Though I imagine the Rose/Doctor 'shippers thrilled to the sight of Rose being all swooney with a Doctor (if not The Doctor), for me the finale's emotional centerpiece was the fate-worse-than-death suffered by poor Donna Noble. We knew something bad was coming, both because Catherine Tate only signed a one-year contract and because of how River Song reacted to Donna back in "Silence in the Library," but it was still brutal to witness Donna realizing how much she was about to lose. It's been suggested in the past that previous companions needed a long time to accept the return to normal life (see Sarah Jane in "School Reunion"), and I suppose an argument could be made that Donna is better off than if she had been banished back to Earth while remembering the wonders of the universe she had seen. I don't buy it, though, because at least Donna would have those memories, would know all the amazing things she had seen -- and, more importantly, had done -- and would have found some way to live a better life. Instead, she'll just go back to temping and cackling through girl's nights out, oblivious to the possibilities for both the world and for Donna Noble, and that stinks.
It stinks for Donna, not dramatically, I should say. As written, well and cruelly played, Mr. Davies. And Donna's lousy end was balanced by the more upbeat resolutions for Rose, and for Martha and Mickey, who presumably will be replacing Owen and Tosh on "Torchwood" season three. (Is Mickey any good with computers? I know he's mechanically inclined, but would Torchwood need to add another hacker on top of him?)
As for the rest of "Journey's End," I suppose there's a reason I've devoted so much space to either the resolution of the cliffhanger or the extended epilogue. I just don't have much to say about the body of the episode. I've long since lost interest in the Daleks -- and was gratified to read a Comic-Con dispatch where Moffat said he was going to steer clear of the classic villains as much as possible, as I'd like the screeching pepperpots to stay dead this time -- and while I acknowledge there's a lot of wicked kewl stuff going on that would feel even kewler if I was either a longtime "Who" fan or a 10-year-old boy, it ain't deep. I enjoyed seeing all the sidekicks work together and many of the more epic story beats, but when I look back on this season, my thoughts are going to turn more towards earlier episodes like "Midnight" or "Planet of the Ood" or the Moffat two-parter.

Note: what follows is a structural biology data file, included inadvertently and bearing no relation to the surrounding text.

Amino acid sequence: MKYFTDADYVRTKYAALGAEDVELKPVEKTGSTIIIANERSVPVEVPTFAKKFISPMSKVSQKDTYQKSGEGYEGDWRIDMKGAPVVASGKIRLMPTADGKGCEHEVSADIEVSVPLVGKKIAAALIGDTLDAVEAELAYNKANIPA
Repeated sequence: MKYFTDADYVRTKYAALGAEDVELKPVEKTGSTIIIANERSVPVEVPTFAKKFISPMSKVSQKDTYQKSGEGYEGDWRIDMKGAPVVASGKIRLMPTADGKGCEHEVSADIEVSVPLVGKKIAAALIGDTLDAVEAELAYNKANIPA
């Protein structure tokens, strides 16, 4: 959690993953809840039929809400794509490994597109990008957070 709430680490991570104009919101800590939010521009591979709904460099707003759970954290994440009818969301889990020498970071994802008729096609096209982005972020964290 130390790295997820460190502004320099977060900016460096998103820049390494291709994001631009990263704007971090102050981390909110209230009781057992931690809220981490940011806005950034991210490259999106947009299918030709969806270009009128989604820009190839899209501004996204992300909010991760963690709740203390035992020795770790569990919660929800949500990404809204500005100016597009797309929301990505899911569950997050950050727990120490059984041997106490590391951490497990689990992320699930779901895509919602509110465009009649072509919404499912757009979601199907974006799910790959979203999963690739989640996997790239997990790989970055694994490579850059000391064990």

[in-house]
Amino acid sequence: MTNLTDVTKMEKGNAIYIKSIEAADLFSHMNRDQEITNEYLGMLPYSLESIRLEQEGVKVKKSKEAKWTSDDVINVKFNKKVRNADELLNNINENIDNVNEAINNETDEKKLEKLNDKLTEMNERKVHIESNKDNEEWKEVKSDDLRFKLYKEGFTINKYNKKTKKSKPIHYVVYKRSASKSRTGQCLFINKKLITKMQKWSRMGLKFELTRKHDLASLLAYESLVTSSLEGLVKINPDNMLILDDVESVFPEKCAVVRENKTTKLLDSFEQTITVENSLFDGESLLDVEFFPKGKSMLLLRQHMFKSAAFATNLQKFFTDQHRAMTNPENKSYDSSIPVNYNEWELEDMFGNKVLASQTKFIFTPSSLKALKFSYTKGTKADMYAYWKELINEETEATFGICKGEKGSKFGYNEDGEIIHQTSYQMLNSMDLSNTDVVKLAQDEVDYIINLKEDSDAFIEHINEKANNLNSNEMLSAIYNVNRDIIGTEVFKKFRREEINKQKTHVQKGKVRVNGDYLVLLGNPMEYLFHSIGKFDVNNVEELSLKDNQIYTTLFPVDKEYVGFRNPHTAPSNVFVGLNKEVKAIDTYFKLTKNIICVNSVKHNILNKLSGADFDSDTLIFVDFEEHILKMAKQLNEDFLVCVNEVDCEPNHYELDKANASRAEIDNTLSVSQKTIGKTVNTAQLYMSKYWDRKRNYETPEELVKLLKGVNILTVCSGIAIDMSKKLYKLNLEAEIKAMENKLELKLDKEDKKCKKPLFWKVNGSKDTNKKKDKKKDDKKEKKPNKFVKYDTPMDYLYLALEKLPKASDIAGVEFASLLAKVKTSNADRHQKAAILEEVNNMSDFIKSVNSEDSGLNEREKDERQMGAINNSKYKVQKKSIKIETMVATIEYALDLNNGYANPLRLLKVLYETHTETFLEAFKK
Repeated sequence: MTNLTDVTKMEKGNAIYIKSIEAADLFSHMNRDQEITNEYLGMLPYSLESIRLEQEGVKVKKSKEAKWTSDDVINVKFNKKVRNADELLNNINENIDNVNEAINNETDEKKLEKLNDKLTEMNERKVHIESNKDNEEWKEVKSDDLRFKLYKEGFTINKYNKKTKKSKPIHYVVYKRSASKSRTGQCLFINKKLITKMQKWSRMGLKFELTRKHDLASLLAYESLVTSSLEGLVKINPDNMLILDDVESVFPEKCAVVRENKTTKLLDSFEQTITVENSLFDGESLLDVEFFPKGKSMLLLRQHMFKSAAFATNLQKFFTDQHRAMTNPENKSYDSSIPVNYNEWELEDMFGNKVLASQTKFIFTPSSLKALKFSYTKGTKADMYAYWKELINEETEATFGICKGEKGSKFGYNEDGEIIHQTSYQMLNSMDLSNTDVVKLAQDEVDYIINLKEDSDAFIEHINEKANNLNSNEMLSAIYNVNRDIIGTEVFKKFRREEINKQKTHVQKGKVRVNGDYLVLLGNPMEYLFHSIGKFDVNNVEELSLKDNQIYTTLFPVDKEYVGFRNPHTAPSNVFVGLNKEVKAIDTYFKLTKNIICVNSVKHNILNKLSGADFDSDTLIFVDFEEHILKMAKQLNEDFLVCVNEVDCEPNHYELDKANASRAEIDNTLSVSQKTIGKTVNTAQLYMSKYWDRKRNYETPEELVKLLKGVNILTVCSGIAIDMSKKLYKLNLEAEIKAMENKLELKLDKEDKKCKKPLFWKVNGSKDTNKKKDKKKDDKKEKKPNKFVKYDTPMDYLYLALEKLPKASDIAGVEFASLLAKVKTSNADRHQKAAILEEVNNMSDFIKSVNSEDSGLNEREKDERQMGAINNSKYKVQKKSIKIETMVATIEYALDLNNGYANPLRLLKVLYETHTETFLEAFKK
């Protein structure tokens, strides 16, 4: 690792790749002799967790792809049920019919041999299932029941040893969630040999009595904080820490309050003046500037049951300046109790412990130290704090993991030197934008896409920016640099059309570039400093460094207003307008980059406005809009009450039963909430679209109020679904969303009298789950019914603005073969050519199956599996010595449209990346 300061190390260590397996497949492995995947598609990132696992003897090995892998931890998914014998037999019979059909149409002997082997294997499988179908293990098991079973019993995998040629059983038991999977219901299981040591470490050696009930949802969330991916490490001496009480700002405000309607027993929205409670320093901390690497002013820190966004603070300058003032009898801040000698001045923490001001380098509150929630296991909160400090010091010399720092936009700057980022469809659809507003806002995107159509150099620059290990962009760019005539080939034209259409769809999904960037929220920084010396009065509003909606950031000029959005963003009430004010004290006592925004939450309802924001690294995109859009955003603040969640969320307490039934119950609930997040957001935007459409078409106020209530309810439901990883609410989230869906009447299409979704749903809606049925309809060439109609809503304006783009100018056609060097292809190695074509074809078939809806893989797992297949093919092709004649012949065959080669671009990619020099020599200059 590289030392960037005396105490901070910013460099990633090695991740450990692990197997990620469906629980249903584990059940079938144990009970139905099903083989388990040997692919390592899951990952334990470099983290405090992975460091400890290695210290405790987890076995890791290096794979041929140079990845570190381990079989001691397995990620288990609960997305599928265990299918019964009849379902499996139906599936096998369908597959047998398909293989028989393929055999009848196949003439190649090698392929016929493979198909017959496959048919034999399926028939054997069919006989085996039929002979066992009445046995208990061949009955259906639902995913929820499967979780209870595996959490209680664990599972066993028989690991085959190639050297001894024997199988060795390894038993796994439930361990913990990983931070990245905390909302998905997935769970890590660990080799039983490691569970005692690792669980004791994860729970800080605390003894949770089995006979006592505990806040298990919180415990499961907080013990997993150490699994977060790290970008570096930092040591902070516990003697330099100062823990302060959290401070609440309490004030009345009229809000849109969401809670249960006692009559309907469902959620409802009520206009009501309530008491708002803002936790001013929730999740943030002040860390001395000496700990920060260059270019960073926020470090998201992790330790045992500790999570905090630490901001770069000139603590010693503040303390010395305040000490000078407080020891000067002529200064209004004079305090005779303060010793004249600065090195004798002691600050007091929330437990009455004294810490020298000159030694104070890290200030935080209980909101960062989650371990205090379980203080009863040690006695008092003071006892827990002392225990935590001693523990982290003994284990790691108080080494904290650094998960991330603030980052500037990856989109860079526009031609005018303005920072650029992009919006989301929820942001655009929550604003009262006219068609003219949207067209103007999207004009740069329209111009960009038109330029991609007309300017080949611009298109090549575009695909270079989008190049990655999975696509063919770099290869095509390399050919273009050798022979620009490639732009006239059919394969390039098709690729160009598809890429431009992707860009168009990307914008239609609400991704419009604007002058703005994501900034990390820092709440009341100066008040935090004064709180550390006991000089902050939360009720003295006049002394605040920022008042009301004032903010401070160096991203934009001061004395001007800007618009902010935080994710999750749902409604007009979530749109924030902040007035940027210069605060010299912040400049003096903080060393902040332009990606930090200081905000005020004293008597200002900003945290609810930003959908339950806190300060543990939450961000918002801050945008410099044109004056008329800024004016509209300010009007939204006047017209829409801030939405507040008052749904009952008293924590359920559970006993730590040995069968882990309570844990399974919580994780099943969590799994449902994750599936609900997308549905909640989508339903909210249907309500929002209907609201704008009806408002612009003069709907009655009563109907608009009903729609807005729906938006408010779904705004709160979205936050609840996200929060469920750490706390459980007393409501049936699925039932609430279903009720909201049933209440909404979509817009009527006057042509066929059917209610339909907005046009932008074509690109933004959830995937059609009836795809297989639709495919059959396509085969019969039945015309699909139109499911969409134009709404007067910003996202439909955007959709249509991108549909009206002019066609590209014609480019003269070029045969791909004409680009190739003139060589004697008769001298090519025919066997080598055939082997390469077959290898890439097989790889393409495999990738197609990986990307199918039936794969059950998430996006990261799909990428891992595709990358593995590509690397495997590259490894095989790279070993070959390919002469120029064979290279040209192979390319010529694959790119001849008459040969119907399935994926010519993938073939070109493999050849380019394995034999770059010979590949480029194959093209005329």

I also feel like these two episodes work better as a series finale than yet another chapter in an ongoing saga. Sure, this is basically the end of the Davies version of "Who," but the show has to keep going, and now Davies has left Moffat with a world where mankind has, in a four year span been witness to several overt alien invasions and a planetary hijacking that can't easily be explained as a mass delusion. Part of the appeal of The Doctor's interactions with contemporary society is that here's this extraordinary man wandering around a world so much like our own. What happens when every 21st century citizen he meets is jaded about the existence of extra terrestrial life, interstellar travel, etc.?
Moffat can, of course, choose to ignore this (goodness knows comic book writers do all the time; I'm not sure how an inhabitant of the Marvel Universe version of Manhattan would ever have the nerve to leave the house in the morning) or turn it into a background gag, or open up with some kind of reset button that winds up blanking the memories of everybody but The Doctor and his inner circle. But it does feel like Davies left quite a mess to be cleaned up, no?
What did everybody else think?